A passenger plane came within seconds of a deadly collision when it got caught up in a simulated military attack over a Scottish airport last July, British media is reporting. A
Civil Aviation Authority investigation into the incident has found that the civilian plane’s pilot was forced to take evasive action when he got a warning that two Tornado GR4 warplanes were in his path, the Daily Mail reports. On his second attempt at landing, the pilot spotted two Black Hawk helicopters that air traffic control had not warned him about.
“As he prepared for a routine landing at a tiny island airport, a warning that there were a couple of tornadoes on the way was possibly the last thing the pilot expected,” the newspaper says.
The investigation heard that the 37-seat passenger plane was in the middle of a simulated attack involving 14 international military aircraft near Stornoway Airport on the Isle of Lewis.
“Those Tornados just got a wee bit too close for us," the report quotes the civilian pilot as saying to the air traffic controller, according to the BBC.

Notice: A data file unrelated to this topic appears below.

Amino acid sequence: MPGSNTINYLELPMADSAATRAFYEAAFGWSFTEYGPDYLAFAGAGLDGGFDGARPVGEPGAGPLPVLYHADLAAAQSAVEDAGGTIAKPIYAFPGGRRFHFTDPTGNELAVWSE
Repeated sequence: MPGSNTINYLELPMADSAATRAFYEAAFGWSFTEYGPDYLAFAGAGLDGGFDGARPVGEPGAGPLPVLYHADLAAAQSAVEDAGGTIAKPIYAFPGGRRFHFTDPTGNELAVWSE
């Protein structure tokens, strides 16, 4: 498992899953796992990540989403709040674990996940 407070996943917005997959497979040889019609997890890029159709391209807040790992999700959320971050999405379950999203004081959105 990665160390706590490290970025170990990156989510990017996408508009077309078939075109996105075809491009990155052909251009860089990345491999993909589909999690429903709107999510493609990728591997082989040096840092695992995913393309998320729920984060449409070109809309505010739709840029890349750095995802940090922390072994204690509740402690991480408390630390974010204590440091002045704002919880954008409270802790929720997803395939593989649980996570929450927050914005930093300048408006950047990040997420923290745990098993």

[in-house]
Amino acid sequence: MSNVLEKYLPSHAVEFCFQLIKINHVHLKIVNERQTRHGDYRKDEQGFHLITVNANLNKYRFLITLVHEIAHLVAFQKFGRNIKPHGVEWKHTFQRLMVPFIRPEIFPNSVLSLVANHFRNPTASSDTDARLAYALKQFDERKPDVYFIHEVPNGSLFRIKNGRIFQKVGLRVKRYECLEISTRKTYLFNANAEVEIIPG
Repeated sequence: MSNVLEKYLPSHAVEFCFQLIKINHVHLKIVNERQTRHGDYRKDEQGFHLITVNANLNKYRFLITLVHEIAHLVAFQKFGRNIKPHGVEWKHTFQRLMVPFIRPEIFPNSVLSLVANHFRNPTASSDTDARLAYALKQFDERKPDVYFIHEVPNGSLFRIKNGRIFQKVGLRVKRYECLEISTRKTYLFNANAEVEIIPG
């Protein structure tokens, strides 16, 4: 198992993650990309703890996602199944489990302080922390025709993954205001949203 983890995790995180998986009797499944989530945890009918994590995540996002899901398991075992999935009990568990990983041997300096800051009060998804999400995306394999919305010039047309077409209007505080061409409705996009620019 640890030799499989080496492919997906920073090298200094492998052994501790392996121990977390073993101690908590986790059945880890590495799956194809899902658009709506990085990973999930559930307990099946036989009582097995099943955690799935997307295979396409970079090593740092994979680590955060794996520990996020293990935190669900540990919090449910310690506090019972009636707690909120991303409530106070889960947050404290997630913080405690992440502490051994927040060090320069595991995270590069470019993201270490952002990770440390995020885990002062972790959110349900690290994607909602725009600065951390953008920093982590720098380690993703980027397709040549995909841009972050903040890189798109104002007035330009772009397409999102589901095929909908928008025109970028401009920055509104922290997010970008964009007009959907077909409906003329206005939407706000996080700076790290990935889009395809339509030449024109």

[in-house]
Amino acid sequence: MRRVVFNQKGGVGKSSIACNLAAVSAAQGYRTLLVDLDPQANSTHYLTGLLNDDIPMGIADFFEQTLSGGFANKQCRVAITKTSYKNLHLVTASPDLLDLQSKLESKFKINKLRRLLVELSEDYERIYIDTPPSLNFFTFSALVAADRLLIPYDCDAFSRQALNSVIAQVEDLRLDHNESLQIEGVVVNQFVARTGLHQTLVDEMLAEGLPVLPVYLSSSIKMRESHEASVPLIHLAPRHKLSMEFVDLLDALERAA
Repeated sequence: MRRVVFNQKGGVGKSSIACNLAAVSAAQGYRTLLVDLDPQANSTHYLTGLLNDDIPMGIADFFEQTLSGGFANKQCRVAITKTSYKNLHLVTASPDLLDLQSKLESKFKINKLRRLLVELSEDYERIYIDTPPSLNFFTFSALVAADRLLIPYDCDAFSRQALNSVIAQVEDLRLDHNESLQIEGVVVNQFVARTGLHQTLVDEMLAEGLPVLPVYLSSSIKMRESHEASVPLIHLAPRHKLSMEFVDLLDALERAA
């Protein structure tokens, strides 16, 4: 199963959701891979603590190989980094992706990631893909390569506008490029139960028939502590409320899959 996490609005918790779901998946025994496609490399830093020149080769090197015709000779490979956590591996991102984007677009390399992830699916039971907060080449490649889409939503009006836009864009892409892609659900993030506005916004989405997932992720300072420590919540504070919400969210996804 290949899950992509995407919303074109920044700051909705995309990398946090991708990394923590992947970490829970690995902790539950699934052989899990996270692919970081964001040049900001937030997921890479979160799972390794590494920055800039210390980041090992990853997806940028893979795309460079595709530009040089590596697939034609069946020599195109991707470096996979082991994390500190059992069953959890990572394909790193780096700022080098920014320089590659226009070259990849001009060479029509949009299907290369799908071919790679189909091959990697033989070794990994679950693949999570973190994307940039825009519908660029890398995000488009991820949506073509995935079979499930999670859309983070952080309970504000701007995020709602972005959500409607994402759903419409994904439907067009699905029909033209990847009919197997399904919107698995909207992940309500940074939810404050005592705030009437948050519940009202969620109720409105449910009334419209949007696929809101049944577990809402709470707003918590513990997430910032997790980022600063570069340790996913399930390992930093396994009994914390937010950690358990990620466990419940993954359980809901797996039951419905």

The investigation concluded that the exercise should have been aborted when the passenger plane came in to land, and cited a “breakdown in communication” for the incident.
The Stornoway Gazette says investigators agreed that both the Tornados and the Black Hawk helicopters had been visible “albeit at a slightly later stage” and that there had been no risk of collision.
The report says that the jets simulating the attack had been told there was no civilian aircraft movement scheduled for the time of the exercise. It recommended a review of military exercise planning.